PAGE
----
Flood of 1993 | St. Louis Public Radio

Flood of 1993

Road crews work to clear the remaining sediment and rocks deposited from flood waters on July 2, 2019. Businesses in the area have reopened since the water receded.
Eric Schmid | St. Louis Public Radio

The Fourth of July will be even more of a celebration in Alton and Grafton this year, as the riverfront communities mark the reopening of businesses following major flooding last month.

The Mississippi River, seen in this June 7 photo, has overflowed its usual banks of East St. Louis near Malcolm W. Martin Memorial Park.
Mary Delach Leonard | St. Louis Public Radio

With the Mississippi River at its second-highest level in history, Metro East Sanitary District Executive Director Steve Adler has three worries.

The first is people. The second is more rain. The third thing is the most sinister and potentially catastrophic, he said. It’s an earthquake.

Adler tells people who live behind the levees that when the river is above 30 feet, if they feel the ground shake, leave.

“Grab the kids. Grab the dog. Get in your car and drive up to the bluffs,” Adler said.

A tree along Leonor K Sullivan Blvd. is surrounded by rising water as the Mississippi River reaches a near-record height.
Carolina Hidalgo | St. Louis Public Radio

Updated at 1:30 p.m., June 6 with revised river crest forecast from the National Weather Service — The Mississippi River at St. Louis is expected to crest at 45.8 feet by Saturday afternoon. 

A group of tourists posed for a selfie under the Gateway Arch midday Wednesday, while just a few feet away, murky floodwaters from the Mississippi crept up the riverfront steps.

Flooding has continued unabated for more than 80 days along rivers in the St. Louis area. Most major waterways, including the Mississippi, Missouri and Illinois rivers, are expected to crest Friday — with peak floodwaters in some regions rivaling records set in 1993.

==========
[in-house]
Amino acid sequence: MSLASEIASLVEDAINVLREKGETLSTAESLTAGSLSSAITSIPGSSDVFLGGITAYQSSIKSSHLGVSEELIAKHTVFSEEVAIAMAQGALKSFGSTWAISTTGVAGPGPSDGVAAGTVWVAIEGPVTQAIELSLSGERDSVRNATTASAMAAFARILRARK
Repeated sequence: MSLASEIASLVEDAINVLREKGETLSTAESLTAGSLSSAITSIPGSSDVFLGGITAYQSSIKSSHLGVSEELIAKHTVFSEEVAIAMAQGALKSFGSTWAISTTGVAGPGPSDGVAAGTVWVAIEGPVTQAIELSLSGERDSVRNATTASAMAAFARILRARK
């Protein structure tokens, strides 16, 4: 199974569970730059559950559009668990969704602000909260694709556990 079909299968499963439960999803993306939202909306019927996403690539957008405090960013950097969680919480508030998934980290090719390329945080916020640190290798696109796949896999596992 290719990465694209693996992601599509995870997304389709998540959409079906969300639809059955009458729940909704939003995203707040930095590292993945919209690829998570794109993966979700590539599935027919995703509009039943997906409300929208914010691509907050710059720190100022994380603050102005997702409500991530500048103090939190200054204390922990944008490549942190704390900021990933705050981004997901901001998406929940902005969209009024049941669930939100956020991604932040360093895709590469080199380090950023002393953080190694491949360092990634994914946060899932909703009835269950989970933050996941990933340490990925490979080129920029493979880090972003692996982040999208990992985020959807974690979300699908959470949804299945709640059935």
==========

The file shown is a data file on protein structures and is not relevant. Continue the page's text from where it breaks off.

Colin Wellenkamp (L) and Rick Eberlin (R) joined host Don Marsh to discuss flooding along the Mississippi River.
Evie Hemphill | St. Louis Public Radio

Remembrances of the Great Flood of ’93 often focus on St. Louis, but many other cities and towns along the Mississippi River faced consequences.

On Monday’s St. Louis on the Air, the mayors of Grafton, Illinois, and Ste. Genevieve, Missouri, joined host Don Marsh to talk about what their communities are doing 25 years after the big event. Their stories represent differences in the way cities have coped with the threat of flooding.

A community chorus rehearses for a performance of "The Flood," a concert musical about the effect of the Great Flood of '93 on the village of Valmeyer. July, 2018.
Carolina Hidalgo | St. Louis Public Radio

A community chorus stood shoulder to shoulder, 30 members strong, on the sanctuary steps of St. John United Church of Christ in Valmeyer, Illinois, on a recent Monday evening. Sopranos, altos, baritones — their voices blended as one — rising and falling with lyrics inspired by the Great Flood of '93.

The words weigh heavily on those in the group who experienced firsthand the Valmeyer flood. They remember as if it were yesterday, that steamy, chaotic summer spent shoveling sand into thousands of bags and heaving them onto earthen levees that had protected their little town for half a century.

This time, the Mississippi River won.

Michael Bauermeister works on a piece in his studio in early July. July, 2018.
Carolina Hidalgo | St. Louis Public Radio

Along Augusta Bottom Road, in rural St. Charles County, sits the town of Nona. A century-old general store is about all that’s left, and Michael Bauermeister, its owner.

More than three decades ago Bauermeister converted the building into his woodshop. He and his wife, Gloria, brought their two young sons here in 1987. Michael set up the shop on the main floor, and he and his family lived in the 900-square foot apartment above.

U.S. Geological Survey hydrologists Bob Holmes (right) and Rick Huizinga (left) perform an experiment on a U.S. Army Corps of Engineers barge at St. Louis on Aug. 4, 1993. Aug. 4, 1993.
Photo provided by Bob Holmes

Nearly every day in the summer of 1993, U.S. Geological Survey hydrologist Bob Holmes braved the high, tumultuous waters of the Missouri and Mississippi rivers to take measurements for river forecasts. Holmes will never forget how, in Cape Girardeau, he had to rescue electronic instruments used for calculating flow measurements.